Do you have impossible pegs? Does your student have impossible pegs?
Don't let that situation stand. It's important to have very high standards when you tune your violin, every single time you play. There's really no "almost" when it comes to tuning your violin. There is "in tune" and "out-of-tune." If you play on an out-of-tune violin, nothing else will be in tune. It's as simple as that!
When pegs stick or slip, then tuning the violin becomes a constant struggle. I know, from personal experience; as a high school and college student, I had terrible, ill-fitting pegs. I fought the battle every time, but not everyone is willing to do so. I finally had my peg-box rebusched, a labor-intensive operation for the luthier and an expensive solution all-around. (It turned out that I had four completely different pegs, all somehow jammed in there over the century-long life of my little German fiddle.) With four new pegs lodged in holes that fit them, it solved my problems with that fiddle.
But there are other solutions you can try for impossible pegs, and not all of them are expensive (though some are!)
First, see if you've installed your strings correctly. Traditional pegs stay in place simply by being wedged into the holes made for them. If they aren't wedged in enough, they can slip. When you tune, you can push the peg in as you turn it, to make sure the peg is staying wedged in. (It doesn't work to push in the peg after you've turned it, you have to push it in as you are turning it.) Also, when you install your strings, wind them up against the peg box, and this also has the effect of wedging the peg inward. Of course, if you push too hard or wedge the peg in too tight, then the pegs get difficult to turn. In that case, unwind the string and re-roll it, making it a little less tight against the peg box. (See the pink-threaded "D" string, right)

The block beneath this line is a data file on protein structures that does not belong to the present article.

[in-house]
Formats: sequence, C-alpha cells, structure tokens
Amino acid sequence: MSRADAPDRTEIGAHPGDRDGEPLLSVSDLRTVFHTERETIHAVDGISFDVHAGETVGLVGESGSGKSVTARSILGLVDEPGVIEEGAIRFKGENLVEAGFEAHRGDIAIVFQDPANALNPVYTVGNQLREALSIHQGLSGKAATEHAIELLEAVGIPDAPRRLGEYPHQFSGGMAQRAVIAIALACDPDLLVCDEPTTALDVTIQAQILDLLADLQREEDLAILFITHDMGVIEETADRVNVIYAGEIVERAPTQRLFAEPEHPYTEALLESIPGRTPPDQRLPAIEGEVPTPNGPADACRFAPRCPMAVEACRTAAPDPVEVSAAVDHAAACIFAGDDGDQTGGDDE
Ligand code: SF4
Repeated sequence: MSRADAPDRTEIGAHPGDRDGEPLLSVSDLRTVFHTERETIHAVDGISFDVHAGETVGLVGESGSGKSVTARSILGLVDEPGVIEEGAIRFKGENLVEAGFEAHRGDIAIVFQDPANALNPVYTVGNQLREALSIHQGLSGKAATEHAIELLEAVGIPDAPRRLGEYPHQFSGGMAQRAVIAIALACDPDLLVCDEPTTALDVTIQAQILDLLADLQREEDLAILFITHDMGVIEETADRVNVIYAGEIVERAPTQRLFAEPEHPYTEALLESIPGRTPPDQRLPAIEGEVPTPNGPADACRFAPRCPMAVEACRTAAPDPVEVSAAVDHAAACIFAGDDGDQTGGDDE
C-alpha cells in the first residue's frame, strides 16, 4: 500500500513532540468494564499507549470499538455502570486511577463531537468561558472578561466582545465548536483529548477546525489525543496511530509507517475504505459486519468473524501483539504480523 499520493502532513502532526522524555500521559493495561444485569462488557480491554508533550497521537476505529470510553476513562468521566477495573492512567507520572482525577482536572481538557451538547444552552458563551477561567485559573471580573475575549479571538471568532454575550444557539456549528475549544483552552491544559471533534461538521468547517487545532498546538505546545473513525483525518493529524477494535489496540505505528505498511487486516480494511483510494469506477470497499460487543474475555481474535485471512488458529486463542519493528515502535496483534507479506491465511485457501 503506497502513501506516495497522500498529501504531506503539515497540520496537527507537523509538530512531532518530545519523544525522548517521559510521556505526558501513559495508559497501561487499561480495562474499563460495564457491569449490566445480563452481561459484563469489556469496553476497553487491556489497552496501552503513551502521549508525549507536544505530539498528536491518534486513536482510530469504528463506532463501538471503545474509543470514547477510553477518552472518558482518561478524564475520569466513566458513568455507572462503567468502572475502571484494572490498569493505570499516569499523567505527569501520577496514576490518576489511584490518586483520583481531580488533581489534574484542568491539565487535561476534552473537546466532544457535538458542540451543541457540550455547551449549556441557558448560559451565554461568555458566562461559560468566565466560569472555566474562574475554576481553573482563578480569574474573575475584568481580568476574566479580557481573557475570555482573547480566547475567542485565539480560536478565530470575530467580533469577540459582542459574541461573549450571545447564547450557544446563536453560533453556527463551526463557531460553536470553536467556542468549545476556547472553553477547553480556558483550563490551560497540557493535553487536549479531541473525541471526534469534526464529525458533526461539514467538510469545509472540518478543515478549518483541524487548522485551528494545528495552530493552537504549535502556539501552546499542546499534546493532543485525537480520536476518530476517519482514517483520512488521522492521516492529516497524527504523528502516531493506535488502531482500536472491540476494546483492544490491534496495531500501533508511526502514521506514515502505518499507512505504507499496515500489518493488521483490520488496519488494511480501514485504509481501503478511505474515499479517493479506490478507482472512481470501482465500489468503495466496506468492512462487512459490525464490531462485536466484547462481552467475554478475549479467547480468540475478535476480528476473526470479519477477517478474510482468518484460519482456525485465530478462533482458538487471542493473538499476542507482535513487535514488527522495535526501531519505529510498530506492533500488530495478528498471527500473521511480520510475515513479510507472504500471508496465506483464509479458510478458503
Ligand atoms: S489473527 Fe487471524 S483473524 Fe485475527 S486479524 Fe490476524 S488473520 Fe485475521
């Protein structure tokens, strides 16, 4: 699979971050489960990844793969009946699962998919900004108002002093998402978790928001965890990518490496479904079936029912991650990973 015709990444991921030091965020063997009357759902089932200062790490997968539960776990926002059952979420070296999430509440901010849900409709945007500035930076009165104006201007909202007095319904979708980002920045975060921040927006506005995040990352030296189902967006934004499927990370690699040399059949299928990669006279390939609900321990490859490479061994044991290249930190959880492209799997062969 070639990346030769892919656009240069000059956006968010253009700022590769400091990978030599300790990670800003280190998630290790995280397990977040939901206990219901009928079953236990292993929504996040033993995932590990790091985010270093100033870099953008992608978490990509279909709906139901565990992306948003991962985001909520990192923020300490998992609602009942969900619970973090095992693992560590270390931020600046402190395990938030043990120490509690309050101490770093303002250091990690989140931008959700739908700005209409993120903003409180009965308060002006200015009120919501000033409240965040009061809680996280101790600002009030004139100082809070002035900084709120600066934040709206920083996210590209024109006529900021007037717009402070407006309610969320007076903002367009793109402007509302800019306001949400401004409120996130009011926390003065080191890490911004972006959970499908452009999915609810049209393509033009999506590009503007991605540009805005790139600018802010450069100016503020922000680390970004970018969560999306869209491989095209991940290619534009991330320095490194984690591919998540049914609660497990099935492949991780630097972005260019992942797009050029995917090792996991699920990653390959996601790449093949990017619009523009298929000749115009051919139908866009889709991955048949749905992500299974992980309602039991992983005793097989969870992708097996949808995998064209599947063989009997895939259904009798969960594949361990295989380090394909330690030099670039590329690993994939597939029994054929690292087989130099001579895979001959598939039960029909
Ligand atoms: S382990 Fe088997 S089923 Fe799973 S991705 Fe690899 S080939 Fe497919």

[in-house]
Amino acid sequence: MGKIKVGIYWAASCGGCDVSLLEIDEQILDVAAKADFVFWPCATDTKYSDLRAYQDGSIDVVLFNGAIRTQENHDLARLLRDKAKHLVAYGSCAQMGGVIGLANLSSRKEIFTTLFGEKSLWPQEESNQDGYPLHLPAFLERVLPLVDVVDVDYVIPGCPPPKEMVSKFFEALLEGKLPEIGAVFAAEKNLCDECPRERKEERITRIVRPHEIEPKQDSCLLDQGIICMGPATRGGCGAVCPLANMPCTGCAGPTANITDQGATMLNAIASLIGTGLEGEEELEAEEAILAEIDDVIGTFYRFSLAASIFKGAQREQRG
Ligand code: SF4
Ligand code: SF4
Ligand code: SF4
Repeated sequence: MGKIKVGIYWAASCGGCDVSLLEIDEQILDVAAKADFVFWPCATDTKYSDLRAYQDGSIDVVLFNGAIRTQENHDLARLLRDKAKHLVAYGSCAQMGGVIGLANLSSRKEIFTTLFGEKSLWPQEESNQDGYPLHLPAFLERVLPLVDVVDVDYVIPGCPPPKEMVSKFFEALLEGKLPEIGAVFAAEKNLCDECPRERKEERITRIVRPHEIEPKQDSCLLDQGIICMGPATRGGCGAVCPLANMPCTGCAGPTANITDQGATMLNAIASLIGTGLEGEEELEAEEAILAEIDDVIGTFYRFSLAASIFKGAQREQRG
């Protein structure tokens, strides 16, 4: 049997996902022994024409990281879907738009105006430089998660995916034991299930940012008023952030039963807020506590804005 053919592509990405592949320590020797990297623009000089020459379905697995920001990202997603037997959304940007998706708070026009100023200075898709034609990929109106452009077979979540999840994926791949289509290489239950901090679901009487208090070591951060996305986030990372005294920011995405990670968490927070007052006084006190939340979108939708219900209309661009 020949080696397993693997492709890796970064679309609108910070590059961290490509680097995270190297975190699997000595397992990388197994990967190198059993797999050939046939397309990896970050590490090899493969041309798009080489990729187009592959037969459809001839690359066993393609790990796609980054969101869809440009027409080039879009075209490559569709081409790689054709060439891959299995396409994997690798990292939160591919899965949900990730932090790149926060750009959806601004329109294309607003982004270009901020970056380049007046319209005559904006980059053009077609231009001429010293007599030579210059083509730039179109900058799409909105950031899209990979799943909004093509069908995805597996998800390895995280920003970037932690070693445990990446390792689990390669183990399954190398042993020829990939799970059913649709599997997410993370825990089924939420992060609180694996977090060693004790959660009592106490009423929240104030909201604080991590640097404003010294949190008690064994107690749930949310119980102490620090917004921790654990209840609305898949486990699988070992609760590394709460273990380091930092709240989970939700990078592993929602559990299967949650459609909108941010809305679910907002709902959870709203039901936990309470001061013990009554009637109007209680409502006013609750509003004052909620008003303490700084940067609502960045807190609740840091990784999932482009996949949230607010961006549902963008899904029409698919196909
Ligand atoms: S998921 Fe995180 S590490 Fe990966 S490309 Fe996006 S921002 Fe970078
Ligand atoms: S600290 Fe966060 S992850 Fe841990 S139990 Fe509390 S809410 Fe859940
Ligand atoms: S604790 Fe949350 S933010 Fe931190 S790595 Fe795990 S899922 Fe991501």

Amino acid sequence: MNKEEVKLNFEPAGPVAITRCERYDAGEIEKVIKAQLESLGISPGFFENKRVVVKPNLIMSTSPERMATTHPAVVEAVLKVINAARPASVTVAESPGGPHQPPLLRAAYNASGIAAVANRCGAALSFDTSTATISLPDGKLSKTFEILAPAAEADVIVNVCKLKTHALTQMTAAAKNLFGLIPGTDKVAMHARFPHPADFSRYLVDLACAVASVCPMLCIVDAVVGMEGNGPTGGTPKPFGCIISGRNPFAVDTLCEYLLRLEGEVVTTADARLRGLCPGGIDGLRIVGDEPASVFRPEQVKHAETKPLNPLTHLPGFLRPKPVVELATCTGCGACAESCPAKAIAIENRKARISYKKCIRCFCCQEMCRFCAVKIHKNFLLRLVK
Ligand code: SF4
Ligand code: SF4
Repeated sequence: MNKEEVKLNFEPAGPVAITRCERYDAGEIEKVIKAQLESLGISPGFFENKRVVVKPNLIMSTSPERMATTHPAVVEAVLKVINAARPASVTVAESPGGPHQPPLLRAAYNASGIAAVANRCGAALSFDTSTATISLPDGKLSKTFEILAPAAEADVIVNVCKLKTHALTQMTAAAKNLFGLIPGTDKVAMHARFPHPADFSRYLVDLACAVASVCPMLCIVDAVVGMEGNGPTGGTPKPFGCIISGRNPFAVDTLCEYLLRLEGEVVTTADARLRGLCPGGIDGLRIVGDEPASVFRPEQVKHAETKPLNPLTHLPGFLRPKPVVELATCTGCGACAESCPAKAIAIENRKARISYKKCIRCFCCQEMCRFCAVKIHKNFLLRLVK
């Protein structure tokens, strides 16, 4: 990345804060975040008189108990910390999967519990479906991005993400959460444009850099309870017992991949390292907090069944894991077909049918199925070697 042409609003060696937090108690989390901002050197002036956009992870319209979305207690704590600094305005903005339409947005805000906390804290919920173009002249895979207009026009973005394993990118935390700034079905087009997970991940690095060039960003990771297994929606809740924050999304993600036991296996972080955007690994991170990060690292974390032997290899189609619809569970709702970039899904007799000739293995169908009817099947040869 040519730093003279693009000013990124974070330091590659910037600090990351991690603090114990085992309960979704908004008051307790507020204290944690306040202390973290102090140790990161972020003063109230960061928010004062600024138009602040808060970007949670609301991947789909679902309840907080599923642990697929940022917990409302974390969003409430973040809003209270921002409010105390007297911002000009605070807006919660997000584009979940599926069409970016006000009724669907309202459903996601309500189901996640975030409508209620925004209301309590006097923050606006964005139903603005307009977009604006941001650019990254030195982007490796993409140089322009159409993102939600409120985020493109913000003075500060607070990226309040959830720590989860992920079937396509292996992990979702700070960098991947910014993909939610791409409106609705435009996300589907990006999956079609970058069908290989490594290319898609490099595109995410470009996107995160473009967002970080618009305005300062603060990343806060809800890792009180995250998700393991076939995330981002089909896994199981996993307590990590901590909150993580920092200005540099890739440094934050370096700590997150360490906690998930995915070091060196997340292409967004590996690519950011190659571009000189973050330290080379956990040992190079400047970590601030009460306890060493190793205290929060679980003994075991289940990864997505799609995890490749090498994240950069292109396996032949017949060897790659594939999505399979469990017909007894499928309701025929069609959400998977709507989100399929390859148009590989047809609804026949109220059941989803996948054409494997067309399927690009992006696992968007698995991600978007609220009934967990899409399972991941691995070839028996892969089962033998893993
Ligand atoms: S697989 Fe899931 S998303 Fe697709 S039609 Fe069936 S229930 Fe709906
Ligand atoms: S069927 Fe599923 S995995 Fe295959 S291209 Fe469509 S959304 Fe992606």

Secondly: see if your pegs are lubricated well enough. If they are sticking and clicking, they may need lubricant. Peg compound (or "peg dope," as many refer to it) is widely available and not too expensive. It looks like a tube of brown lipstick, and one tube lasts forever (as far as I know). To use it, take the string off and take the peg out. Draw a little "lipstick" onto the two places where the peg rubs up against the holes in the peg box. Put the peg back in and turn a few time to spread it around, then put the string back on.
For a more homespun solution: instead of "peg dope," use dry soap for lubricant and baby powder for friction. Don't get fancy with the soap; use something simple and fairly unscented like Ivory. Again, remove the string and take the peg out. Rub the dry (I repeat DRY!) soap onto the areas where the peg rubs against the holes. Then put the peg back in and turn it a few times to spread it around. Then take the peg back out and apply a thin coat of baby powder over the areas you've "soaped," re-insert the peg, and re-install the string. I like this solution a lot and find it to sometimes work better than the peg dope. My luthier in Denver used to do this, and very often I'd see that little dusting of baby powder when I got my fiddle back from him! (By the way, when you have a string off, this is a good time to clean the fingerboard. You can clean the fingerboard with alcohol, but don't get alcohol on any other part of the fiddle. I use pre-packaged alcohol mini-swabs, the kind you would find in a first-aid kit, because they are less likely to drip than something like a cotton ball. I rub the fingerboard clean then immediately wipe the alcohol dry with a tissue)